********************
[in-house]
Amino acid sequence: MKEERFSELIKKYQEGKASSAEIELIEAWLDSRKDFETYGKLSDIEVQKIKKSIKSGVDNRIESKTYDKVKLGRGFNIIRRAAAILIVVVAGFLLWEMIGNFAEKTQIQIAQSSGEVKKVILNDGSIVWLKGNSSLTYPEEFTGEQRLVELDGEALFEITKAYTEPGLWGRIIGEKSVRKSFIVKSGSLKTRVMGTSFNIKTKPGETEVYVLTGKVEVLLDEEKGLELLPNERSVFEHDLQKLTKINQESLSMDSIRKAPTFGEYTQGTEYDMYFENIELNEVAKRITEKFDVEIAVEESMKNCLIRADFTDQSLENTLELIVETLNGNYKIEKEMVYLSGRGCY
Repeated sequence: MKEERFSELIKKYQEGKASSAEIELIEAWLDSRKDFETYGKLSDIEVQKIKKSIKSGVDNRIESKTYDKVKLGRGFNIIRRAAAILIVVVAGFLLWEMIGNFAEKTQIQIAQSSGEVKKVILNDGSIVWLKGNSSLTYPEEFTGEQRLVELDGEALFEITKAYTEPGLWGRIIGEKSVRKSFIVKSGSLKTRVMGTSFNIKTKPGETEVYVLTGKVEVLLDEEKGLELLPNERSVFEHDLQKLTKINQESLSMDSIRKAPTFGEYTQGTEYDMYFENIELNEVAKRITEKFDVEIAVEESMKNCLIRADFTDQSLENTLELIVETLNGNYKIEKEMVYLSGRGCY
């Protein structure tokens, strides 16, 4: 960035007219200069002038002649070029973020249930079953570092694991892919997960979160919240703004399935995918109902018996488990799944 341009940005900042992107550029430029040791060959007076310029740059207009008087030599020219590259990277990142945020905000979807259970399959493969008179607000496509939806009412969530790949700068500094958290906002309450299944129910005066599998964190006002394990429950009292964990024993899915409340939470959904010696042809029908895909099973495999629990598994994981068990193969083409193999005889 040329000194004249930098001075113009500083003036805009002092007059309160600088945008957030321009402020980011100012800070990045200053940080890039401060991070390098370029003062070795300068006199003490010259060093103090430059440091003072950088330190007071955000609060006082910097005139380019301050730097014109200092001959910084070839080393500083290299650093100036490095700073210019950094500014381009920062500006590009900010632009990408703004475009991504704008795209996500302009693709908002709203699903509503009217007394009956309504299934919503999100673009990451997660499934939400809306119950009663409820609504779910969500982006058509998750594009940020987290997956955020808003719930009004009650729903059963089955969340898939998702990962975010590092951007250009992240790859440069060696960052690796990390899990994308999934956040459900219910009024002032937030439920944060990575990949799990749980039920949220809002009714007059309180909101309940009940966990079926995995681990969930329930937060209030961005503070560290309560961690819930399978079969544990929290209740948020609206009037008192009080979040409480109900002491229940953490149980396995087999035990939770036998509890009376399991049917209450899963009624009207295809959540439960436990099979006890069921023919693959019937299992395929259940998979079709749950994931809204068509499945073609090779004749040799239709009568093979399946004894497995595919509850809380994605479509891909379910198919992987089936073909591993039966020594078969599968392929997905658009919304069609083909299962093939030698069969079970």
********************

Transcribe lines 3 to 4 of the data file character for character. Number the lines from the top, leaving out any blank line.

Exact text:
Repeated sequence: MKEERFSELIKKYQEGKASSAEIELIEAWLDSRKDFETYGKLSDIEVQKIKKSIKSGVDNRIESKTYDKVKLGRGFNIIRRAAAILIVVVAGFLLWEMIGNFAEKTQIQIAQSSGEVKKVILNDGSIVWLKGNSSLTYPEEFTGEQRLVELDGEALFEITKAYTEPGLWGRIIGEKSVRKSFIVKSGSLKTRVMGTSFNIKTKPGETEVYVLTGKVEVLLDEEKGLELLPNERSVFEHDLQKLTKINQESLSMDSIRKAPTFGEYTQGTEYDMYFENIELNEVAKRITEKFDVEIAVEESMKNCLIRADFTDQSLENTLELIVETLNGNYKIEKEMVYLSGRGCY
């Protein structure tokens, strides 16, 4: 960035007219200069002038002649070029973020249930079953570092694991892919997960979160919240703004399935995918109902018996488990799944 341009940005900042992107550029430029040791060959007076310029740059207009008087030599020219590259990277990142945020905000979807259970399959493969008179607000496509939806009412969530790949700068500094958290906002309450299944129910005066599998964190006002394990429950009292964990024993899915409340939470959904010696042809029908895909099973495999629990598994994981068990193969083409193999005889 040329000194004249930098001075113009500083003036805009002092007059309160600088945008957030321009402020980011100012800070990045200053940080890039401060991070390098370029003062070795300068006199003490010259060093103090430059440091003072950088330190007071955000609060006082910097005139380019301050730097014109200092001959910084070839080393500083290299650093100036490095700073210019950094500014381009920062500006590009900010632009990408703004475009991504704008795209996500302009693709908002709203699903509503009217007394009956309504299934919503999100673009990451997660499934939400809306119950009663409820609504779910969500982006058509998750594009940020987290997956955020808003719930009004009650729903059963089955969340898939998702990962975010590092951007250009992240790859440069060696960052690796990390899990994308999934956040459900219910009024002032937030439920944060990575990949799990749980039920949220809002009714007059309180909101309940009940966990079926995995681990969930329930937060209030961005503070560290309560961690819930399978079969544990929290209740948020609206009037008192009080979040409480109900002491229940953490149980396995087999035990939770036998509890009376399991049917209450899963009624009207295809959540439960436990099979006890069921023919693959019937299992395929259940998979079709749950994931809204068509499945073609090779004749040799239709009568093979399946004894497995595919509850809380994605479509891909379910198919992987089936073909591993039966020594078969599968392929997905658009919304069609083909299962093939030698069969079970």